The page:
• File papers. It might seem old-fashioned, but every office needs a filing system. Buy a simple filing cabinet and start filling it up. To make sure you can find your papers easily, make a folder for almost everything. Divide topics into subtopics, and divide those further. It might take a little extra work in the beginning, but when you’re trying to find a specific document, you’ll be glad you did. Choose multicolored folders and use separate colors for different projects, clients, or months.

  • Clean up before ending each workday. As a part of your daily routine, straighten up your desk and office before leaving each day. This practice will help keep you organized and ready for the following day, and when you begin work in the morning, you won’t be walking into a messy room. Instead of seeing stacks of papers and clutter, your eyes will settle on the calm organization you’ve worked so hard to preserve.

  • Hide unruly cords and cables. Even though you’ve taken the TV out of your office, your computer and radio and/or CD player have lots of messy cords ruining your simplistic mood. Having to look at a tangle of wires will stress you out and distract you from your work. Use a surge protector to safely plug in all those wires to your wall, and use hefty twist ties to prevent tangling. Try investing in a cable kit.

  • Bring in as little food as possible. Being able to work from home means that you can eat in the kitchen. Try not to bring food into your office, as it will only add to the clutter and garbage. If you do decide to have a snack, make sure you clean it up as soon as possible.
    Hide your magazines and manuals. Old magazines, guidebooks, and manuals can stack up quickly, leaving your home office looking more like a dusty library than a Feng Shui refuge. If you’re not ready to throw everything out, hide items in a basket underneath a side table or stash them inside hollowed out ottomans. You’ll never know there’s a messy collection of Reader’s Digest underneath you feet!

  • Buy a bookshelf. Use a bookshelf for books and manuals that you refer to frequently. Put taller items at the end of each shelf and shorter ones in the middle. This organization idea will make your books look better and stand straighter. Separate your mail. Sort your mail as soon as you come from the mailbox, and separate your personal items from business-related envelopes and packages. Take with you to your office the mail that is for work only, and keep it in a basket or on a shelf designated for mail. Each week, file or throw away old bills and envelopes to keep the stack small.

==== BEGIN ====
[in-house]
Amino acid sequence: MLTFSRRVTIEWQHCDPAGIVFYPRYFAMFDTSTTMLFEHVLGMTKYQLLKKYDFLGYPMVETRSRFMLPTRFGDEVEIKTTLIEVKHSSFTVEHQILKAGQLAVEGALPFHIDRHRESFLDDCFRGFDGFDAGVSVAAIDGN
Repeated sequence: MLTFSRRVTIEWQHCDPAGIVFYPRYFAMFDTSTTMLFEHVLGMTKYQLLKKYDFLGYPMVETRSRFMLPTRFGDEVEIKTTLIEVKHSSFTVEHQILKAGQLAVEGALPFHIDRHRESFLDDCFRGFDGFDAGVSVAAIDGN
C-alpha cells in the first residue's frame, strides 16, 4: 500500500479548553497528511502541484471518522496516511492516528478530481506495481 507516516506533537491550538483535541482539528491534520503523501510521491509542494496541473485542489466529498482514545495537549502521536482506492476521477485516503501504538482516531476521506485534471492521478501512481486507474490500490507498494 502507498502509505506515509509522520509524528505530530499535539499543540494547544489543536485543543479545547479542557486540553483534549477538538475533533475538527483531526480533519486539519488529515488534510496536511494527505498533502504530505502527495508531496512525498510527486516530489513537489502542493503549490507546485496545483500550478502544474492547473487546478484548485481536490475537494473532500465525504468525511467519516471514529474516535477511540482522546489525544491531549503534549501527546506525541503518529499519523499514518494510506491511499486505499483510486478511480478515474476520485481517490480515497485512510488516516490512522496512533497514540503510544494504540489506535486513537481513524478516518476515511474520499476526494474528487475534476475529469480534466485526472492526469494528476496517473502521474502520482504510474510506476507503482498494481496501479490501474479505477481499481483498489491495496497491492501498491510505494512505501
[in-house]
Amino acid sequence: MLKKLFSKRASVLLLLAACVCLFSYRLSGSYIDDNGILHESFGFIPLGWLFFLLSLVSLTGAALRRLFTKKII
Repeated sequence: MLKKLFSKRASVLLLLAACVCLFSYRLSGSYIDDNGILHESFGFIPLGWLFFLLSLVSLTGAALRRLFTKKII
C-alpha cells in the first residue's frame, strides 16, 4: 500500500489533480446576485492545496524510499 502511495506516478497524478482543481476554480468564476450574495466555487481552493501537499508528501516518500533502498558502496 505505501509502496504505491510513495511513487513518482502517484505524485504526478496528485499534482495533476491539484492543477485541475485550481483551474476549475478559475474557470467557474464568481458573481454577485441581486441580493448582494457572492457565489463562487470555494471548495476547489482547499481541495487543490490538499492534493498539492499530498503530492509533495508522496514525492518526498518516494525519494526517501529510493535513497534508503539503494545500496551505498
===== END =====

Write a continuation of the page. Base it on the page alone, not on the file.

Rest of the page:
• Make to-do lists to keep your mind clutter-free. Breathe deeply. Don’t get overwhelmed, you’ll be able to finish it all. To avoid panic attacks at work, make yourself several “to do” lists throughout the day. Whether they’re involved outlines on the computer or a simple note dashed on a post it, keeping track of what you need to accomplish will ease your mind and keep you organized. Re-prioritize after lunch, and make a new list for the afternoon or following morning.

  • Following the practices of Feng Shui will help organize the movement and energy in your home office, essentially increasing your productivity and improving your mood. By balancing out the elements of fire, water, wood, and earth as you arrange furniture, maximize the benefits and focus of light and color, decorate in an organized manner, realize the potential of sound and scent, and eliminate clutter, your home office will not only be a productive environment for work, it will also be your own personal refuge.

    Brought to you by The Crabby Nook

    Monday, July 28, 2008

    Feng Shui Gardens


    A garden is a place that should be inviting and pleasurable. How you arrange all the things in your garden is key to creating an oasis, and not a jungle. Feng Shui is the classic Chinese art of arranging furniture and possessions to help you find ways to live more harmoniously in your environment. To the Chinese, Chi, the natural life-force, can be out of balance if spaces are not inviting and tranquil. Adherents believe that how you set up your home, workspace and garden will influence every aspect of your life: your emotional and physical well-being, your career, even your love life. Whether or not you believe that, if you apply the principles of Feng Shui to your yard and garden, you will transform the area around your house into an oasis for you and your family. Those principles are the basics of smart and natural garden design that will make every garden more attractive and pleasing to be in.